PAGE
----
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I'm using robocopy to copy a large number of files (300,000 files totalling around 4TB) from one NAS drive to another. Here is a sample command:

robocopy \\nas1\myfolder \\nas2\myfolder /E /R:1 /W:5

I've done this hundreds of times before across a wide variety of folders and drives without any issue. In each case, as it finishes copying a file, it always reported 100% before moving on to the next.

However, I'm suddenly getting less-than-100% transfers being reported. Usually 98-99% but sometimes as low as 30%. See image:

robocopy file transfers

The robocopy command is still running (expected to take several hours) so I cannot yet determine the validity of the copied files or do any checks.

In what circumstances would robocopy do this? Is there a problem with the transfer or is it reporting partial progress in threads or something?

Update: Small files (< 1k) tend to be worst affected, reporting < 50% in many cases. Large files (> 10MB) tend to report 98%+

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    Windows network shares work with multiple clients. Therefore even if robocopy is running you can check one original and one copied file if they are equal. Just generate the SHA-1 or SHA-256 hash of both files and compare them or use fc.exe /B on command-line for a direct comparison.
    – Robert
    Apr 30, 2020 at 9:51
  • @Robert thanks for this - I have spot checked several files and they are identical. However, it's hard to verify large numbers of files easily. I'm very puzzled why it is reporting < 100%. I'll post the summary at the end of the command, once it's finished running. Apr 30, 2020 at 10:24
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    Verifying a large number of files is easy using sha1sum utility. use it on a directory to print a list of files and their sha-1 hash. Save that output and use it for verifying the files of a second directory. For win32 e.g. available here: lists.gnupg.org/pipermail/gnupg-announce/2004q4/000184.html
    – Robert
    Apr 30, 2020 at 10:32
  • Thanks, will check it out. Apr 30, 2020 at 10:53
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    My guess, but that is just a guess: robocopy uses the file size reported by windows as "size on disk" (a multiple of the allocation unit size) to obtain the size of the file; but counts the bytes that have been copied to calculate the completion. The minimum "size on disk" for non-empty files is 4KB (by default, on an NTFS volume or 256KB on an ex-FAT volume), while the minimum bytes to transfer are 1 (one). In which case, that would give a 0.024% completion for that file. A file smaller than 2KB would then report its completion as lower than 50%.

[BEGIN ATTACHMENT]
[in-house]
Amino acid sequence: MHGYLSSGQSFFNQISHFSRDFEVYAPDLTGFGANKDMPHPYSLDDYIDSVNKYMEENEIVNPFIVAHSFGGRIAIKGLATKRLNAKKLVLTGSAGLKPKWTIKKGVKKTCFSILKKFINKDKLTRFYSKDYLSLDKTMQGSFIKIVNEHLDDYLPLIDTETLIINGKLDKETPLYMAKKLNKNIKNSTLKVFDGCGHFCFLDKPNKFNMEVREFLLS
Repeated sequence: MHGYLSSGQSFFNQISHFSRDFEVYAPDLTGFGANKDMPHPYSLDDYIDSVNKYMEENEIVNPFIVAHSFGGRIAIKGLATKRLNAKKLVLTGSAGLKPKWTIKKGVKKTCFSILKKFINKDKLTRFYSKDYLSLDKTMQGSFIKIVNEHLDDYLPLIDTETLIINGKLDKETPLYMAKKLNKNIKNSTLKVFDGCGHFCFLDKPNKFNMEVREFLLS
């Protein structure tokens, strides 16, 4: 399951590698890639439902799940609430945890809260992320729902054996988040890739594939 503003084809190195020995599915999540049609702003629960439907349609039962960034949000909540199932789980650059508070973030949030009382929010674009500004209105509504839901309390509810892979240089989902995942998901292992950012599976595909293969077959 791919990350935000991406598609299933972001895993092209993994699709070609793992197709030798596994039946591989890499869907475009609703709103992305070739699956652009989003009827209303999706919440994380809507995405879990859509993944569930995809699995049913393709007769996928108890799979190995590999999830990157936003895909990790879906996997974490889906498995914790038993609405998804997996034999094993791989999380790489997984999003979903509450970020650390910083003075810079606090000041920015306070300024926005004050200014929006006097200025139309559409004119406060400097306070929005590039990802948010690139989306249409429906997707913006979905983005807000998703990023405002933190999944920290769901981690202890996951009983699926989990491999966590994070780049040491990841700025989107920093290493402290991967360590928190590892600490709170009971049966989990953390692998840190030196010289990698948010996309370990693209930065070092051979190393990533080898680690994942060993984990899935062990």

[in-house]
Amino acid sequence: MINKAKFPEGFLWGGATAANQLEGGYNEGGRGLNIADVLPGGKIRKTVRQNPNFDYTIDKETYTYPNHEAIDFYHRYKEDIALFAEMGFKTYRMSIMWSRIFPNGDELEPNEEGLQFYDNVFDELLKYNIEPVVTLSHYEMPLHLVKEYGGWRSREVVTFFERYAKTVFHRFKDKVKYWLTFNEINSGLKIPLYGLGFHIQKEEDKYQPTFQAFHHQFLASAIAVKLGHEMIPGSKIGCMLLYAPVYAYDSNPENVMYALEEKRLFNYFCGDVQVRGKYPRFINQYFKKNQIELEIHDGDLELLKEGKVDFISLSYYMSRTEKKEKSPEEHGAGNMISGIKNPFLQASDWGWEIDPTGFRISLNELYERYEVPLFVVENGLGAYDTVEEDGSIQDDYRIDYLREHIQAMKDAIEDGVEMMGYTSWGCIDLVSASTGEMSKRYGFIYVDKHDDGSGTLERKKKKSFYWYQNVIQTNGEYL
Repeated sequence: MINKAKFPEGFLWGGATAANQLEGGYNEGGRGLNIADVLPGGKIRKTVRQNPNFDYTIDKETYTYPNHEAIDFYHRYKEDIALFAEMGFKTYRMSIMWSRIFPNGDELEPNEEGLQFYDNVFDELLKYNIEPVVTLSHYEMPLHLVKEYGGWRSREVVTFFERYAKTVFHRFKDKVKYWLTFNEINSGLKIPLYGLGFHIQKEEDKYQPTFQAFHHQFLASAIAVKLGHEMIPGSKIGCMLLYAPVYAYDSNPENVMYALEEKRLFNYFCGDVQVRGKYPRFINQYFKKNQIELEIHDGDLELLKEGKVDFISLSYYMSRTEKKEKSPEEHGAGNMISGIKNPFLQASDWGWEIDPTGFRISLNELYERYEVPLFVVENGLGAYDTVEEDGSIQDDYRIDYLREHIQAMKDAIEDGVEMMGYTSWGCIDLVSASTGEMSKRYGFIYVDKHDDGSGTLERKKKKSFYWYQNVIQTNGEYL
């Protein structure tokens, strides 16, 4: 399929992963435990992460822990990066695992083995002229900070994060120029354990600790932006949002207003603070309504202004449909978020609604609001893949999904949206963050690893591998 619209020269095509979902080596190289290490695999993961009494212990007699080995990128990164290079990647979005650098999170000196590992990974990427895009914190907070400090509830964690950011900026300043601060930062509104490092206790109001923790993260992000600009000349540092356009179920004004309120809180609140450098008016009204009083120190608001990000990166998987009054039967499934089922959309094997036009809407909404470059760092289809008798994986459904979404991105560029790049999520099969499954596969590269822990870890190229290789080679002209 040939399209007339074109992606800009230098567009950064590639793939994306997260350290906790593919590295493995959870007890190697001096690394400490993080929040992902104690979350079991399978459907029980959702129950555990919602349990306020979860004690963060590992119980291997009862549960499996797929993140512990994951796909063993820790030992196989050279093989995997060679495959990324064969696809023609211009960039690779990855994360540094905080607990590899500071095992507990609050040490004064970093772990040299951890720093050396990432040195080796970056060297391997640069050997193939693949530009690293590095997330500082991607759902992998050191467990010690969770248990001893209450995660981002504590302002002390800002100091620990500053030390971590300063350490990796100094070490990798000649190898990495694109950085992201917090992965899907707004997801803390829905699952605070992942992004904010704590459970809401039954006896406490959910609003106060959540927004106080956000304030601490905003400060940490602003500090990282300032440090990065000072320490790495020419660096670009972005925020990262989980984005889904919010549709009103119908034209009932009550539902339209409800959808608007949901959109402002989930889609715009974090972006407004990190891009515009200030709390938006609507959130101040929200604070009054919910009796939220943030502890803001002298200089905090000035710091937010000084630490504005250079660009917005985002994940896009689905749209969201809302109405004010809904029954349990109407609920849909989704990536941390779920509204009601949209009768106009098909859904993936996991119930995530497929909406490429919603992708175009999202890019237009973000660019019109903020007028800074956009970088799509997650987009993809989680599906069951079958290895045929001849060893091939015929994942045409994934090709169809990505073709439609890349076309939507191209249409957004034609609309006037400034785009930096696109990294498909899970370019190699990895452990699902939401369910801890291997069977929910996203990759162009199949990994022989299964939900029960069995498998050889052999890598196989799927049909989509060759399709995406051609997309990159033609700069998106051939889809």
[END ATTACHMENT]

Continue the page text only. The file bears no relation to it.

– 7heo.tk
    Mar 26, 2021 at 20:29

2 Answers 2

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+100

I believe that robocopy will see files as different sizes if the underlying block size of the destination volume is different than the source volume (i.e. a several-byte file's size-on-disk may be 4k NTFS, but only 1k on the NAS)

This often shows up when people are mirroring from an NTFS to a NAS, but I have only seen comments about this regarding the compare phase rather than during the copy itself.

I think you can tell samba to use a specific block size so you can configure the destination to use the same block size as the source if they do not already match.

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SPECULATION ON WHAT IS HAPPENING W/O ANY TESTING:

  1. Files with less than 100% may have copied over, but are awaiting some integrity test later in the processing (maybe when robocopy is almost finished)
  2. Files with less than 100% may have failed as you said retry once after 5sec, so a network hiccup could have caused
  3. It's copying multiple files concurrently & is truly listing the partial files it has copied over

Things you could try:

  • robocopy /J: Copies using unbuffered I/O (recommended for large files)
  • robocopy /NOOFFLOAD: Copy files without using the Windows Copy Offload mechanism
  • robocopy /z /MT 32 /Log+:<LogFile>:
    • /z = Copies files in restartable mode. In restartable mode, should a file copy be interrupted, Robocopy can pick up where it left off rather than re-copying the entire file.
    • /MT 32 = Creates multi-threaded copies with n threads. n must be an integer between 1 and 128. The default value for n is 8. For better performance, redirect your output using /log option.
    • /Log = creates a log file that is helpful to follow-up on any files that failed

Links I found helpful investigating this:

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